Being lucky enough to say I have already visited Hong Kong twice before, I like to think I know exactly what to expect no matter what I may face in the bustling city. Whether it is the never-ending wave of people and cars, yelling and beeping at each other or the amazing lights, food and culture. I thought I had seen everything Hong Kong had to offer.
What I did not expect was to be led through a dining room next to the kitchen, another room filled with old Chinese men gambling around a table in a smoke-filled room with cigarettes hanging out of their mouths and a back alley with the carcases of suckling pigs all to get to a table for dinner. Needless to say, I started to worry the dodgy men, dead pigs and dark alley were definitely not comforting at all.
Hong Kong in ways has become a familiar home to me as my dad has travelled here back and forth for the past 21 years, though he may not speak the language he is definitely a local. As we walked through the world-famous Ladies Markets, stopping at every bag, wallet and sunglass stall in sight we quickly reached the end of the line.
A lot of people like to think shopping is easy, and to those who do, I challenge you to walk for kilometres in 35-degree heat with 85% humidity whilst haggling with stall owners to get the best deal on a fake Louis Vuitton bag. I can tell you straight away, you work up an appetite very quickly in that situation and will eat anything you get your hands on.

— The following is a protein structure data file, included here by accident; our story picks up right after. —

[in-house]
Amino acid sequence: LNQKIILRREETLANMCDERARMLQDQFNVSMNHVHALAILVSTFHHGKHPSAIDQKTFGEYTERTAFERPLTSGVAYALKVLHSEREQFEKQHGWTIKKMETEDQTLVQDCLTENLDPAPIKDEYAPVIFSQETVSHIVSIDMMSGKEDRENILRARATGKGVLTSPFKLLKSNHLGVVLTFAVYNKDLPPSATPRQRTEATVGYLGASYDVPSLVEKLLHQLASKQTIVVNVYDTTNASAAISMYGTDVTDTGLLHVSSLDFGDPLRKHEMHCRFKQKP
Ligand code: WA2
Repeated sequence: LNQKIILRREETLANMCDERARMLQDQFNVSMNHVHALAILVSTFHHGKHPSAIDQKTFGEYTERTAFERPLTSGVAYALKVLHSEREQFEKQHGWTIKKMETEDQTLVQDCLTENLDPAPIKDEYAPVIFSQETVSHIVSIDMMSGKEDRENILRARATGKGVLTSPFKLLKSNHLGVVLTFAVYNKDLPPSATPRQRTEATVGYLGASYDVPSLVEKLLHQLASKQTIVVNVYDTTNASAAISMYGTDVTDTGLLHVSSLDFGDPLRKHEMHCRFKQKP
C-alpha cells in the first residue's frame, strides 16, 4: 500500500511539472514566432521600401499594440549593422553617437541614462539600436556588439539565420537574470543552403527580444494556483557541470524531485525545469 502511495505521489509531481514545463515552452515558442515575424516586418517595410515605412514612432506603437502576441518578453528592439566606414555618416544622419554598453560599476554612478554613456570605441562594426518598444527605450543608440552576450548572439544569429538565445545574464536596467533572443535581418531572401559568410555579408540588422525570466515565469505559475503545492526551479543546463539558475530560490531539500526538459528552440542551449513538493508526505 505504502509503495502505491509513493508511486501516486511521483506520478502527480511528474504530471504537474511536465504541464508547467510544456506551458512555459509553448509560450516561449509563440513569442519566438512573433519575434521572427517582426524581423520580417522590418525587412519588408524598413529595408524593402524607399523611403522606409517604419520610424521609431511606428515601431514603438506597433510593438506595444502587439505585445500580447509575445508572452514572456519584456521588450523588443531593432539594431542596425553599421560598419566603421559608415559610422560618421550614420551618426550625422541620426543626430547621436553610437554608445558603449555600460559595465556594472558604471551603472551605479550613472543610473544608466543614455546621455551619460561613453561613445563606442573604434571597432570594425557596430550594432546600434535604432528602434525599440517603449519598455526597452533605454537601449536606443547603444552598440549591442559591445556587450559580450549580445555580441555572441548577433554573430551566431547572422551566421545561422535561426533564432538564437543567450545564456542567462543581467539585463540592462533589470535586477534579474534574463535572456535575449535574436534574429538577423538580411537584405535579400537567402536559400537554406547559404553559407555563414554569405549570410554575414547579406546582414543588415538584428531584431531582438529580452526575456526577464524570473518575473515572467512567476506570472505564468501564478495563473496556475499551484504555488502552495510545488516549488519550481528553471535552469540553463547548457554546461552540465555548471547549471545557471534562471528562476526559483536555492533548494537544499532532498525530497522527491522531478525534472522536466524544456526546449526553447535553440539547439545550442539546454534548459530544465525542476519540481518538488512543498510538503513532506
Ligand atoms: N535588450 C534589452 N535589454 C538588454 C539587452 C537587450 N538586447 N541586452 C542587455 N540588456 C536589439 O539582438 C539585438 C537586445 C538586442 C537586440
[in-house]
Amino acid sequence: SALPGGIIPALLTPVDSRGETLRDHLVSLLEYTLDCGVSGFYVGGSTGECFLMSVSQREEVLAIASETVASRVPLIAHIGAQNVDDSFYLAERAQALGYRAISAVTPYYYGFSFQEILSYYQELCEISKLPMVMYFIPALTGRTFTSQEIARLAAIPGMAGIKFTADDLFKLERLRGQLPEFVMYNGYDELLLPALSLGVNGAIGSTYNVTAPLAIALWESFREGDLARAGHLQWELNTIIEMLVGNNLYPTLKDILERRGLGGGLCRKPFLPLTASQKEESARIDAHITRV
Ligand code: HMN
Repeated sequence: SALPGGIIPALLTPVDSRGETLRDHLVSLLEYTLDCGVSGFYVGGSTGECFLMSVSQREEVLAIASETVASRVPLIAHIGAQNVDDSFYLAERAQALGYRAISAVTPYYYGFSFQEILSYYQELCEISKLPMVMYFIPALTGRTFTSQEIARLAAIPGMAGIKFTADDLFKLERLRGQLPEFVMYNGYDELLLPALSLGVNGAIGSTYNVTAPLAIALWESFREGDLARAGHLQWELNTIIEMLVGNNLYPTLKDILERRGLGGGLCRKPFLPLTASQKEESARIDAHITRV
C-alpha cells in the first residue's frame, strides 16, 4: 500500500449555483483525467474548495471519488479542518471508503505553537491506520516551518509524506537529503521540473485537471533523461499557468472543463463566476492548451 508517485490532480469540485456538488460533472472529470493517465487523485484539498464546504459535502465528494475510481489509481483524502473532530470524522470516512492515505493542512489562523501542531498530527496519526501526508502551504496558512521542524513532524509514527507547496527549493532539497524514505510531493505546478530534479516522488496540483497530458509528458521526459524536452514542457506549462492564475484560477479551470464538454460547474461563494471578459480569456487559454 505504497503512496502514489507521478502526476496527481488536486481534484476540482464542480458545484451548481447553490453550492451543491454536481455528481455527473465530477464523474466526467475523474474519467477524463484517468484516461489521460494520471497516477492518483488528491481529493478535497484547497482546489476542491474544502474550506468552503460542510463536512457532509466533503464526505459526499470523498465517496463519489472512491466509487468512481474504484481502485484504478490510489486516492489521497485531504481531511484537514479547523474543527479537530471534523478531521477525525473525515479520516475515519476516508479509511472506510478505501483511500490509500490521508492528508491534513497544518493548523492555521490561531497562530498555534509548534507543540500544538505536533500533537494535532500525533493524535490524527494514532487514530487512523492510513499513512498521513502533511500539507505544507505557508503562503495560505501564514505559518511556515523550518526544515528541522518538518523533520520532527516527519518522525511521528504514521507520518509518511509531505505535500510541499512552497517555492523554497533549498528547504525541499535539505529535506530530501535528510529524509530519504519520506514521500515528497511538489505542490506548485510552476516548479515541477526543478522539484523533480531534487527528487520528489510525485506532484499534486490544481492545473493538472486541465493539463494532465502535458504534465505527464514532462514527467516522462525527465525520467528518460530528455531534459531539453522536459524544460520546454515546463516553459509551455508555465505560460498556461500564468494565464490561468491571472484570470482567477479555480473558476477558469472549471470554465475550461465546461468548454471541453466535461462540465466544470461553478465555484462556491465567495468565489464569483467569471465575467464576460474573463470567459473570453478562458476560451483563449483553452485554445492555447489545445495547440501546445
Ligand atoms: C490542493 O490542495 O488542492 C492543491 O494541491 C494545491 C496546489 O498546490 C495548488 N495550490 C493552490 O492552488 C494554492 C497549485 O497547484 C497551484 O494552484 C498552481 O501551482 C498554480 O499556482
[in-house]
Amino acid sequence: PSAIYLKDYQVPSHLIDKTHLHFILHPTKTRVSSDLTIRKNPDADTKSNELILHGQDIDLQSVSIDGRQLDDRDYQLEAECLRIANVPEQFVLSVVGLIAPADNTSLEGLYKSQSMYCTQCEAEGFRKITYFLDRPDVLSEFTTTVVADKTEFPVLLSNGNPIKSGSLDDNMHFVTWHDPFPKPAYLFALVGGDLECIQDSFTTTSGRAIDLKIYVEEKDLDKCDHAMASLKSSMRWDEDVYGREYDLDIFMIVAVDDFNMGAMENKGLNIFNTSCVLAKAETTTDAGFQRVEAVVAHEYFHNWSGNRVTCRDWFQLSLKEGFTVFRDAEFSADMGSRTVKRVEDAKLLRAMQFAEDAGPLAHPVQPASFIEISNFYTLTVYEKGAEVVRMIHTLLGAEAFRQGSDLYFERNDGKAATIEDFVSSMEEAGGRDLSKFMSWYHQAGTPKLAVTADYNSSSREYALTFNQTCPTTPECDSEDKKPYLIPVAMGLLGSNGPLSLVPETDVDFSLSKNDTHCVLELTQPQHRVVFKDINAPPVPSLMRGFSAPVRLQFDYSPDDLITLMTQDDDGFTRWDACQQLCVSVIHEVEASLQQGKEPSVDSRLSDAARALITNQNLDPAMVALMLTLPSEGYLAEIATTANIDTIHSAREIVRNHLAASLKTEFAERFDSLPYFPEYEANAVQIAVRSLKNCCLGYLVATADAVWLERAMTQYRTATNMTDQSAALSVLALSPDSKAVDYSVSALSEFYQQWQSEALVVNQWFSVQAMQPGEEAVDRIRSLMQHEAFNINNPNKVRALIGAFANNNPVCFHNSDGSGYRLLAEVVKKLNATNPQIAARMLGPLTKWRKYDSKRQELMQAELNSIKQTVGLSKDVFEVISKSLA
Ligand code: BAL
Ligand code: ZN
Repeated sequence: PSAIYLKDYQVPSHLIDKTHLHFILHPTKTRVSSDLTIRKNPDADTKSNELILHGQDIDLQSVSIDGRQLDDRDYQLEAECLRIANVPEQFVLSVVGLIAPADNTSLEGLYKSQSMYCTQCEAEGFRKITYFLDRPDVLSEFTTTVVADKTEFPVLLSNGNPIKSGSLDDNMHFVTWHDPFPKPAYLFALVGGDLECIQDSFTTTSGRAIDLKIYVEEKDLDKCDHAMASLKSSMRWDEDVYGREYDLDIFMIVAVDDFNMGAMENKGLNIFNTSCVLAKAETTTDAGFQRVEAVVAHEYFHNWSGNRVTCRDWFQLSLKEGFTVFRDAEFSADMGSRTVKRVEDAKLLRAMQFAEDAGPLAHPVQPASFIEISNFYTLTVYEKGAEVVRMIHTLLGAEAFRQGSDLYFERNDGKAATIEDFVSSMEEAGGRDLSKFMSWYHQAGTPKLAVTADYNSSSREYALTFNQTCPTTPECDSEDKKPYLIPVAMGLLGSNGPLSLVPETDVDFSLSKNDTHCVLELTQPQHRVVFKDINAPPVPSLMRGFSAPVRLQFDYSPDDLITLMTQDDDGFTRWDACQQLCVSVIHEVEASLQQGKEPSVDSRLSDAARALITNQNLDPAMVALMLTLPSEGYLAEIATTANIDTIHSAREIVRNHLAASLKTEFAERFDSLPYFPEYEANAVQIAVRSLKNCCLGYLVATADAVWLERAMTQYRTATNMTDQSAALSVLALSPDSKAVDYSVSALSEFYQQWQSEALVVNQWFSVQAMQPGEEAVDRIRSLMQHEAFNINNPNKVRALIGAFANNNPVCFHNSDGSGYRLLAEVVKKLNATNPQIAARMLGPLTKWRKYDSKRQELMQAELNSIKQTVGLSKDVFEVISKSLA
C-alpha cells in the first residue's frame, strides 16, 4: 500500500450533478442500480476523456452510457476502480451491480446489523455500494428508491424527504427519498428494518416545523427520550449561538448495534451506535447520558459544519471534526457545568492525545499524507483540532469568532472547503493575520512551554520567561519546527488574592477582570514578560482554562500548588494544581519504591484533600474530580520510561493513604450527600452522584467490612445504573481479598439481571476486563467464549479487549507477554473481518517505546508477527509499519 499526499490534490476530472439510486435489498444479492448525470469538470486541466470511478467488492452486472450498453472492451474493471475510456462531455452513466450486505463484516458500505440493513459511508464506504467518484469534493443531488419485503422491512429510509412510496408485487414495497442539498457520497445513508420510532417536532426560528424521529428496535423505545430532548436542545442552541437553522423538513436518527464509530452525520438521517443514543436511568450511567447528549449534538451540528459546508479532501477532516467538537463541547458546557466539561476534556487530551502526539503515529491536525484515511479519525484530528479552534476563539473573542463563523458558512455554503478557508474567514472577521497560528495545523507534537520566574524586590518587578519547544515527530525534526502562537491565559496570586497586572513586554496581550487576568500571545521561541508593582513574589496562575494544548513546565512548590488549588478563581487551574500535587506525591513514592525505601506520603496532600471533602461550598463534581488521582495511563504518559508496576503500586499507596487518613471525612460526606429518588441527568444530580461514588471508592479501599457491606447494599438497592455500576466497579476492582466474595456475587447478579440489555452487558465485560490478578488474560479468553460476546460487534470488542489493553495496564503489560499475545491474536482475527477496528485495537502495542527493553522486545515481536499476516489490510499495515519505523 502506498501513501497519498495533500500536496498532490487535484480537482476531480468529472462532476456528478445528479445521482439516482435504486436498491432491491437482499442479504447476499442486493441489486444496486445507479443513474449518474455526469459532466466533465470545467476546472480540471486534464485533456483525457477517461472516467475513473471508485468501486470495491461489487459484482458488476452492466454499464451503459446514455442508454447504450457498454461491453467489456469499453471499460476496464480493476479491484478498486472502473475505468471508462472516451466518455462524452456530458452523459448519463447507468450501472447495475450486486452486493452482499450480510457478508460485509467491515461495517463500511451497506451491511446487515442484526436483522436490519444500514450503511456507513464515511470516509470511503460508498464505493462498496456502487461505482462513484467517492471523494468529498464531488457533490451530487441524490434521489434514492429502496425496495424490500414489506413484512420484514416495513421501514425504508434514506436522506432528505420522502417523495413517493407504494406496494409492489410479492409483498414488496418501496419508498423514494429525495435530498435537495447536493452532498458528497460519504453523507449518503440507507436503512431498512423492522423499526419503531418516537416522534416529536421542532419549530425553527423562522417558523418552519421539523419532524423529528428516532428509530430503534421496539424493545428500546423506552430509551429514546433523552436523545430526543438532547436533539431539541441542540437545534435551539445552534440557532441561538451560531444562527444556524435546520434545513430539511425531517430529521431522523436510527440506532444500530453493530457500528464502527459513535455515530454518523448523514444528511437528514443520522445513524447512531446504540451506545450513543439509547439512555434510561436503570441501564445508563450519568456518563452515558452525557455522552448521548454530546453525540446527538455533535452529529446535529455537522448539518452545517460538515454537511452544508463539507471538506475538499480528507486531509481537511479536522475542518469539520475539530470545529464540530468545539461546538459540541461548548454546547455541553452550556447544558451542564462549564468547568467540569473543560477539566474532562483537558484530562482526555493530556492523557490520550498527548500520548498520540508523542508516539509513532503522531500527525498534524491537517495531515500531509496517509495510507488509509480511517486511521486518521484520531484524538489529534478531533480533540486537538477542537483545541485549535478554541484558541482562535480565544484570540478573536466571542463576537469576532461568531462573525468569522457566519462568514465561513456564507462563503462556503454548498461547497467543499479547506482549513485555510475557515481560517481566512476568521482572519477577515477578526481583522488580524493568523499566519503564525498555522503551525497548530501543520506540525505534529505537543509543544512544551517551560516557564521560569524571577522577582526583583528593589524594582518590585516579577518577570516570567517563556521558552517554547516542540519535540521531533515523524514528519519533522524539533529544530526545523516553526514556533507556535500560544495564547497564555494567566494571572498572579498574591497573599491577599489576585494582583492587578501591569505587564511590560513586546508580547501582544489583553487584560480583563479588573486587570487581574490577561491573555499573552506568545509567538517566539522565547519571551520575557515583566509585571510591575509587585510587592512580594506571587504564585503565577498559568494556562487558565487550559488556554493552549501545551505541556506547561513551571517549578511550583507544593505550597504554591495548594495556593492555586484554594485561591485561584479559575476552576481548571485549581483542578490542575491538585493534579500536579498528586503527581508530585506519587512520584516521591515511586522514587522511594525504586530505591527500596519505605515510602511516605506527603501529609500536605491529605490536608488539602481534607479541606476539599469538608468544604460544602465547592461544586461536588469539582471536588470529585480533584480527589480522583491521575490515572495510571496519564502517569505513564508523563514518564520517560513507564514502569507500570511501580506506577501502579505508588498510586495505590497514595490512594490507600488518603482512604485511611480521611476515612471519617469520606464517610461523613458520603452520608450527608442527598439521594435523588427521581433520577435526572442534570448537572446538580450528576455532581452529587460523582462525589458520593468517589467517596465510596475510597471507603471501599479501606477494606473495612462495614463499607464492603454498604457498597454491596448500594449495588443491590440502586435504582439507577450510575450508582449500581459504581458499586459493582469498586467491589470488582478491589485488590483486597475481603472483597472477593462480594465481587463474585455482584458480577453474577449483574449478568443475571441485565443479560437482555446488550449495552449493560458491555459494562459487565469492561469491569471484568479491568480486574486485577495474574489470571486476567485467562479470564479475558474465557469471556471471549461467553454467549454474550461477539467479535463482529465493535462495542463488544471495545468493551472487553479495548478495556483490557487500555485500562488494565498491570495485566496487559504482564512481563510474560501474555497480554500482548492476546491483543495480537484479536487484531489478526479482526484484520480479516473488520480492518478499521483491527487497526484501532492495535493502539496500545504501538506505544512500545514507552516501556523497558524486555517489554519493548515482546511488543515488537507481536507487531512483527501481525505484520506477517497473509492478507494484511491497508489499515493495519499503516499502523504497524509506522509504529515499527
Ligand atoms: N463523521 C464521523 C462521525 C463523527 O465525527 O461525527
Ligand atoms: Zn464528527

As Jordan, Bella, Tiana, Dad and myself stumbled across the hidden gem that was the restaurant, none of us really knew what to expect; was the food going to be edible? Were we going to make it out alive? Or were we about to have the best meal of the entire trip?
I can confirm that the first two questions were a yes, the food was indeed edible and we did make it out alive. However, with a week in Singapore knocking on our door, I prefer not to comment on whether it was the best meal of the trip (but I will keep you posted).
Coming on this trip I hoped that the 11 other students on the tour would learn to love Hong Kong as much as I do and be willing to try new things, like the food, and not be afraid of the sometimes off-putting sights and smells.
As we sat eating many local dishes, Bella asked my dad a question that was so obvious I was wondering why I had never asked him it before myself?
“What is it about Hong Kong, after all, these years, that keeps you coming back?”
“It’s places like these that keeps my love for Hong Kong alive,” he simply answered.